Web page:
The miscellaneous final section of the book contains a piece on Seán Ó Ríordáin’s diaries, on the development of comics in Irish, on the use by some science fiction writers of Irish words and phrases in their accounts of alien civilisations, as well as Éadaoin Ní Mhuircheartaigh’s “Idir Seánraí: An Seanchaí ar an Ardán agus ‘Stáitsiú’ na Scéalaíochta”. Ní Mhuircheartaigh’s essay is of particular interest as it fills a significant gap in the history of drama in Irish. At the very beginning of the Gaelic literary revival, some critics argued that those wishing to develop the previously non-existent genre of theatre in Irish should seek inspiration in the dramatic performances of traditional storytellers. Ní Mhuircheartaigh shows how this idea came to fruition with the creation of scéaldhrámaí (story plays), a mixed genre in which performers act out a story as it is told. The heyday of this form was in the 1930s and 1940s when it was a regular feature of festivals sponsored by An Cumann Scoildrámaíochta, but as Ní Mhuircheartaigh shows, the genre is by no means dead, and storytelling remains a major element in Irish theatre in both Irish and English.

Two essays that illustrate particularly clearly the ways native tradition can cross the boundaries of time and language to influence contemporary writing in Irish are Máire Ní Annracháin’s “Fuinneamh agus Misneach: Rian na Rúraíochta agus na Fiannaíochta ar Nualitríocht na Gaeilge” and Máirín Nic Eoin’s “Iltíreachas na nGnáthdhaoine: Léargas ón Imeall i bhFilíocht Chomhaimseartha na Gaeilge”. In her essay, Ní Annracháin identifies what she sees as the main ways in which writers of Irish now make use of the tales about Cú Chulainn and other characters in the Ulster Cycle (Rúraíocht) and the stories about Fionn mac Cumhaill and his fian band (Fiannaíocht). Some writers only suggest a connection “often through metaphor and often by means of the paratext, particularly through the title of the new work”. Other writers expand on their originals, reimagining them in various ways, for example as “versions that incorporate a perspective on the world not usually associated with the original versions”. Yet other writers produce new versions of this material, some quite faithful to their originals, some in which it is not always easy to draw the line between translation and invention. Ní Annracháin then turns to a discussion of how these approaches actually work with real texts, and how some writers have made those texts their own by reading them through the lens of their own concerns and critical perspectives, feminism for Nuala Nѓ Dhomhnaill and Biddy Jenkinson or postmodernism for Padraig Ó Cíobháin, for example.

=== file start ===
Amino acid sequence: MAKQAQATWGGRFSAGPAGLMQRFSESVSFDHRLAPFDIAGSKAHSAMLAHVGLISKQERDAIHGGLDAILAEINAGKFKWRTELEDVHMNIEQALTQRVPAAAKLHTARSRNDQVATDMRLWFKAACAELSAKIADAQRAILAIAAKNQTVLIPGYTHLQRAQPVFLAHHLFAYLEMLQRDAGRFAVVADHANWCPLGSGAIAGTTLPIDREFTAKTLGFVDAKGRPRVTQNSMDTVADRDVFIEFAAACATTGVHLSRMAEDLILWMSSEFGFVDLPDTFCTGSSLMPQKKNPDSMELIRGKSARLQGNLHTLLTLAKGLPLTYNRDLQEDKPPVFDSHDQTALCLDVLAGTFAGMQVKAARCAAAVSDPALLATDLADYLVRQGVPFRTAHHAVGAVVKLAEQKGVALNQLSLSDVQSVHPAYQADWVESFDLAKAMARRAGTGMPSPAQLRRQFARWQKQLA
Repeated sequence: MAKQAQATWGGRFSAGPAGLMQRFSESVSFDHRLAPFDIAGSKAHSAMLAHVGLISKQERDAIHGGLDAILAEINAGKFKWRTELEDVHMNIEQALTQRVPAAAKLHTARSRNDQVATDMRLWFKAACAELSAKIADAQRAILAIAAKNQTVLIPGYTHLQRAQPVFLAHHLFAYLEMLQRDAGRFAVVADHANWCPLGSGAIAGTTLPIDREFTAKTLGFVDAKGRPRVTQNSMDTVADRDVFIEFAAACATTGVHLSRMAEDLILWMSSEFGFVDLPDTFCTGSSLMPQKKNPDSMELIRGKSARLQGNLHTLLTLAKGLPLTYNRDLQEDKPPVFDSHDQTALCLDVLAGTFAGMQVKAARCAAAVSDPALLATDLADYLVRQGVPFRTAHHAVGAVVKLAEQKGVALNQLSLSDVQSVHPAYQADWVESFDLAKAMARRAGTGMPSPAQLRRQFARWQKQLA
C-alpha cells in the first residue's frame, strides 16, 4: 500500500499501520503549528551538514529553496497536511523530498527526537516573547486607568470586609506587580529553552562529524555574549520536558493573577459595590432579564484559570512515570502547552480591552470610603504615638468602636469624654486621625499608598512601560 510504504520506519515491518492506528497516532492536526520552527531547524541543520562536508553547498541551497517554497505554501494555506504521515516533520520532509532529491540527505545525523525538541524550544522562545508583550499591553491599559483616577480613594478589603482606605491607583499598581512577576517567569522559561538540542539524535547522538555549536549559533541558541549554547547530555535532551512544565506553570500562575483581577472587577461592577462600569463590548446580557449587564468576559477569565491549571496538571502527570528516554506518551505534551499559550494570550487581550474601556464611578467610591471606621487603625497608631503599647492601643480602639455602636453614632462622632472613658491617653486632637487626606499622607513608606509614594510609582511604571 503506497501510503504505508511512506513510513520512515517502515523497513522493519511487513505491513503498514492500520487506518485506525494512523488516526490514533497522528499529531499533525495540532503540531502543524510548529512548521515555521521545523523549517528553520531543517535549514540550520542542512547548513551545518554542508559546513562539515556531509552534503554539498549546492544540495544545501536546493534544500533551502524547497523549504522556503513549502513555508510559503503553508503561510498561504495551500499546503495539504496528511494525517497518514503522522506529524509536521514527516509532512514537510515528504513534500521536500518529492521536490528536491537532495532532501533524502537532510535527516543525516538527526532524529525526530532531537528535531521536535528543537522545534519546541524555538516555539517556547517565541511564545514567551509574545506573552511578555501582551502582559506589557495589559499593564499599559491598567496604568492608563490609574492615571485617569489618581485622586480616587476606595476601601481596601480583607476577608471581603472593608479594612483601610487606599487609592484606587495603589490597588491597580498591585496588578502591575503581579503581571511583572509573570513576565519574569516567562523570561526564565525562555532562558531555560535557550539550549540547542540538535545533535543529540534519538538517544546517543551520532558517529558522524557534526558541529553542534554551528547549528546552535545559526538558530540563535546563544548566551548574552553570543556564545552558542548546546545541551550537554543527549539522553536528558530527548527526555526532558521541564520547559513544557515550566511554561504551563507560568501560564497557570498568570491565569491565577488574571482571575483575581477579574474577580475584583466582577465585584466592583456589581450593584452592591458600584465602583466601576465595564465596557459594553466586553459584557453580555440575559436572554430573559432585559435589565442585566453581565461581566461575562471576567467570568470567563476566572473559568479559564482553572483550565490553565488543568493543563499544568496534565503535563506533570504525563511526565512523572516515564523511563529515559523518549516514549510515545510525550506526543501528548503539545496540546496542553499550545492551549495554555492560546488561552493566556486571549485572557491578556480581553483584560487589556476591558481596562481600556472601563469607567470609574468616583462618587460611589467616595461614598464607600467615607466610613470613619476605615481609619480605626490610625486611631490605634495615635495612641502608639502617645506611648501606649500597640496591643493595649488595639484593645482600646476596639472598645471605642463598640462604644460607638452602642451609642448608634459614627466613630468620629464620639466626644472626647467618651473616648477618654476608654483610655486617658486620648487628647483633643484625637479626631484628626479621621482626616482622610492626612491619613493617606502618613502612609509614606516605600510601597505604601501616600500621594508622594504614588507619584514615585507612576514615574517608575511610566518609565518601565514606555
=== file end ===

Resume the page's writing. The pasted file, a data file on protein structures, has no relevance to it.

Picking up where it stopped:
In her essay, Máirín Nic Eoin first discusses how writers of Irish have struggled with their awareness of being marginalised within their own country, but then argues that it is just that awareness that enable them to express so effectively “comhthuiscint agus chomhbhá agus dlúthpháirtíocht . . . le daoine aonair nó le grúpaí nó le pobail atá faoi leatrom, faoi mhíbhuntáiste, nó ar an imeall ar chúis amháin nó ar chúis eile”. For Nic Eoin, this sense of solidarity arises from what Homi Bhabha has called “vernacular cossmpolitanism”, a concept that balances “dílseacht a shamhlófaí ar thaobh amháin le tírghrá, le féiniúlacht eitneach agus le feasacht an duine atá fréamhaithe i bpobal nó i gceantar ar leith, agus ar an taobh eile le freagracht agus comhthuiscint dhaonna a sháraíonn teoireannacha náisiúnta agus eitneacha”. To support her argument, she offers close readings of two very different poems by contemporary poets: Simon Ó Faoláin’s “Caoineadh Henryk Piotrowski”, inspired by the death of a homeless Polish immigrant in Dublin, and Liam Ó Muirthile’s “Earrach Phrág”, in which the poet remembers hearing of the suppression of the Czech revolt of 1968 while he was in the Corcu Dhuibhne Gaeltacht, immersing himself in the often tragic history of the area. Nic Eoin here offers her readers a considerably more nuanced way of applying postcolonial theory to the situation of modern Ireland.

Ar an Imeall i Lár an Domhan is a splendid collection, bringing together the work of established and younger scholars, male and female, Irish and European, to discuss what was once called “Irish Ireland” as a society that, however marginal its geographical position at the edge of Europe, was and is very much involved in European affairs, political, cultural and literary. Throughout the essays, continental and Third World theorists like Bhabha, Fanon, Kristeva, and Memmi rub shoulders more or less comfortably with familiar names like Corkery, Denvir, Ó Buachalla, and Ó Tuama. The publisher, Leabhar Breac, also deserves our thanks for producing at a reasonable price this hefty, handsome, and well-bound volume virtually free of the kind of typographical errors that are, alas, all too frequent in books in Irish.



Philip O’Leary teaches at Boston College.